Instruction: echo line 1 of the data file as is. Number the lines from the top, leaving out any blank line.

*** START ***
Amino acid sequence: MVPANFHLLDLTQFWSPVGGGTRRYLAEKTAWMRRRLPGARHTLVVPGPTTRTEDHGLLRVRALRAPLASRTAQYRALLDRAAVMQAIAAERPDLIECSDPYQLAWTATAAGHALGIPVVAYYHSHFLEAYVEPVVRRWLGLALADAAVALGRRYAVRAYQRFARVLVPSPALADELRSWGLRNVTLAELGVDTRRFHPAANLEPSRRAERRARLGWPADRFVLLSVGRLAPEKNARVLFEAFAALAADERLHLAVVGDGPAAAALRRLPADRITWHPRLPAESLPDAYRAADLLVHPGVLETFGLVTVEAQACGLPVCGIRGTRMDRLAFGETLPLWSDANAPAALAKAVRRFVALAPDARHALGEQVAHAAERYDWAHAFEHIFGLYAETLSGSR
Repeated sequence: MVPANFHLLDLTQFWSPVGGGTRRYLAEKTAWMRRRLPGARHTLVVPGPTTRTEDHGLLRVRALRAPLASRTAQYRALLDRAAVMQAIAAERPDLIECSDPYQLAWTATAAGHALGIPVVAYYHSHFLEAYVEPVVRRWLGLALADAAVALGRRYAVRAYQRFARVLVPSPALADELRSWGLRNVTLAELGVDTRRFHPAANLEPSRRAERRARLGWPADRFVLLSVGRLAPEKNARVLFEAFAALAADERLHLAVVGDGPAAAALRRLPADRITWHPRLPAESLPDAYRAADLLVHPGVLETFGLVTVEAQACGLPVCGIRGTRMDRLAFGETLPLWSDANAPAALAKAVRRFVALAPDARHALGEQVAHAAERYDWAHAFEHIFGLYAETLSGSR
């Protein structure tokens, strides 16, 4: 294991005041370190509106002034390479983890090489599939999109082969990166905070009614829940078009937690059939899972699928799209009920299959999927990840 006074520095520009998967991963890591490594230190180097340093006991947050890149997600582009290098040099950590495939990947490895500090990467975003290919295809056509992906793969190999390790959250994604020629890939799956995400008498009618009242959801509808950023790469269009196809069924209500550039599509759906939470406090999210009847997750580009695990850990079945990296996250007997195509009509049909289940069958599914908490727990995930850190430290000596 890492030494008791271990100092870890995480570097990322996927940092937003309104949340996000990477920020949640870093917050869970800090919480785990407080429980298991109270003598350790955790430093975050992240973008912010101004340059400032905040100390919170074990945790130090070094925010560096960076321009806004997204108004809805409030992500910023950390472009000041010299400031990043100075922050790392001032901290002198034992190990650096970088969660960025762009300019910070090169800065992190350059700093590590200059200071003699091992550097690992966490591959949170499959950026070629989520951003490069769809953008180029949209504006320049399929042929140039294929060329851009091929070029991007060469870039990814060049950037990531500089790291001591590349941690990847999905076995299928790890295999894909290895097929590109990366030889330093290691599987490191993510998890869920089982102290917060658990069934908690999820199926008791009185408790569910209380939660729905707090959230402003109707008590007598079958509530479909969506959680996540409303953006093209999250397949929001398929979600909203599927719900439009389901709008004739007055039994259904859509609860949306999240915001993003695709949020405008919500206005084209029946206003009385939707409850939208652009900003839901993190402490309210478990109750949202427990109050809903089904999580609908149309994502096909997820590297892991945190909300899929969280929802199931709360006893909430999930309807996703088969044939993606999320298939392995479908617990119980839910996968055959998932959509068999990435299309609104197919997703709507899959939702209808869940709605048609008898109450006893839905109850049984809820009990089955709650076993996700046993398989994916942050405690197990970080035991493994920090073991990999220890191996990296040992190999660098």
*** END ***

Amino acid sequence: MVPANFHLLDLTQFWSPVGGGTRRYLAEKTAWMRRRLPGARHTLVVPGPTTRTEDHGLLRVRALRAPLASRTAQYRALLDRAAVMQAIAAERPDLIECSDPYQLAWTATAAGHALGIPVVAYYHSHFLEAYVEPVVRRWLGLALADAAVALGRRYAVRAYQRFARVLVPSPALADELRSWGLRNVTLAELGVDTRRFHPAANLEPSRRAERRARLGWPADRFVLLSVGRLAPEKNARVLFEAFAALAADERLHLAVVGDGPAAAALRRLPADRITWHPRLPAESLPDAYRAADLLVHPGVLETFGLVTVEAQACGLPVCGIRGTRMDRLAFGETLPLWSDANAPAALAKAVRRFVALAPDARHALGEQVAHAAERYDWAHAFEHIFGLYAETLSGSR